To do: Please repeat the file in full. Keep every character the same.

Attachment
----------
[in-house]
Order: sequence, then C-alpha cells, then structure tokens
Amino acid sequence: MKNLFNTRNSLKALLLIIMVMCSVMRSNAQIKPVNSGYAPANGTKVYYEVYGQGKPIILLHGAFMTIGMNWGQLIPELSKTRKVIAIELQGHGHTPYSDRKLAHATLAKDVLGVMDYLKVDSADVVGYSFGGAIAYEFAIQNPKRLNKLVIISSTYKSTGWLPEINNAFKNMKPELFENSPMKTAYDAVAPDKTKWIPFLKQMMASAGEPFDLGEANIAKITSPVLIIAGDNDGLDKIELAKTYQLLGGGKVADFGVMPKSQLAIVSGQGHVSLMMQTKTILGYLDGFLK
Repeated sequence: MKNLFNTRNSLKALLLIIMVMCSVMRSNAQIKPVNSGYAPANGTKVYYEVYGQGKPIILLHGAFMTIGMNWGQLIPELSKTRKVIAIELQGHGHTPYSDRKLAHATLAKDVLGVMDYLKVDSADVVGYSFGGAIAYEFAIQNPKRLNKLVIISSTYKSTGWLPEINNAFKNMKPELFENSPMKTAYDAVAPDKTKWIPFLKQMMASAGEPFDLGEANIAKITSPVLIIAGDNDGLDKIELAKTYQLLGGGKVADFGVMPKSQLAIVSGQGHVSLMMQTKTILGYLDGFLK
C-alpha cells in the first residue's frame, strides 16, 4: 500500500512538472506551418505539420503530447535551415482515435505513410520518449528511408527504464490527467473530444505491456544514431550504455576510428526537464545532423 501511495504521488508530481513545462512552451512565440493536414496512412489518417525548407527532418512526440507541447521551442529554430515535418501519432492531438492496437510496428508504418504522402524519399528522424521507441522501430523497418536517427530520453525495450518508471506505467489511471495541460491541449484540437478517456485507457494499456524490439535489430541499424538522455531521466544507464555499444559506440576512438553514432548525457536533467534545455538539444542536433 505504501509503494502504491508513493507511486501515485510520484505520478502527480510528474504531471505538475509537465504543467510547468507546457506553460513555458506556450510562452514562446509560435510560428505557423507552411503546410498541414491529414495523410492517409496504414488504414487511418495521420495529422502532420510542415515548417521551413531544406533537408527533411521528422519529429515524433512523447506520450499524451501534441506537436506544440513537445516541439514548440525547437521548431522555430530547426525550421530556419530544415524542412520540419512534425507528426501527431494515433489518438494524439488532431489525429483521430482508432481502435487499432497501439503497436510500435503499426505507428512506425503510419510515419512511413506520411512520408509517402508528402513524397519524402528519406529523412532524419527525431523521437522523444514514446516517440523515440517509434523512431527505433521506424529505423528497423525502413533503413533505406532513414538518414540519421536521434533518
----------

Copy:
[in-house]
Order: sequence, then C-alpha cells, then structure tokens
Amino acid sequence: MKNLFNTRNSLKALLLIIMVMCSVMRSNAQIKPVNSGYAPANGTKVYYEVYGQGKPIILLHGAFMTIGMNWGQLIPELSKTRKVIAIELQGHGHTPYSDRKLAHATLAKDVLGVMDYLKVDSADVVGYSFGGAIAYEFAIQNPKRLNKLVIISSTYKSTGWLPEINNAFKNMKPELFENSPMKTAYDAVAPDKTKWIPFLKQMMASAGEPFDLGEANIAKITSPVLIIAGDNDGLDKIELAKTYQLLGGGKVADFGVMPKSQLAIVSGQGHVSLMMQTKTILGYLDGFLK
Repeated sequence: MKNLFNTRNSLKALLLIIMVMCSVMRSNAQIKPVNSGYAPANGTKVYYEVYGQGKPIILLHGAFMTIGMNWGQLIPELSKTRKVIAIELQGHGHTPYSDRKLAHATLAKDVLGVMDYLKVDSADVVGYSFGGAIAYEFAIQNPKRLNKLVIISSTYKSTGWLPEINNAFKNMKPELFENSPMKTAYDAVAPDKTKWIPFLKQMMASAGEPFDLGEANIAKITSPVLIIAGDNDGLDKIELAKTYQLLGGGKVADFGVMPKSQLAIVSGQGHVSLMMQTKTILGYLDGFLK
C-alpha cells in the first residue's frame, strides 16, 4: 500500500512538472506551418505539420503530447535551415482515435505513410520518449528511408527504464490527467473530444505491456544514431550504455576510428526537464545532423 501511495504521488508530481513545462512552451512565440493536414496512412489518417525548407527532418512526440507541447521551442529554430515535418501519432492531438492496437510496428508504418504522402524519399528522424521507441522501430523497418536517427530520453525495450518508471506505467489511471495541460491541449484540437478517456485507457494499456524490439535489430541499424538522455531521466544507464555499444559506440576512438553514432548525457536533467534545455538539444542536433 505504501509503494502504491508513493507511486501515485510520484505520478502527480510528474504531471505538475509537465504543467510547468507546457506553460513555458506556450510562452514562446509560435510560428505557423507552411503546410498541414491529414495523410492517409496504414488504414487511418495521420495529422502532420510542415515548417521551413531544406533537408527533411521528422519529429515524433512523447506520450499524451501534441506537436506544440513537445516541439514548440525547437521548431522555430530547426525550421530556419530544415524542412520540419512534425507528426501527431494515433489518438494524439488532431489525429483521430482508432481502435487499432497501439503497436510500435503499426505507428512506425503510419510515419512511413506520411512520408509517402508528402513524397519524402528519406529523412532524419527525431523521437522523444514514446516517440523515440517509434523512431527505433521506424529505423528497423525502413533503413533505406532513414538518414540519421536521434533518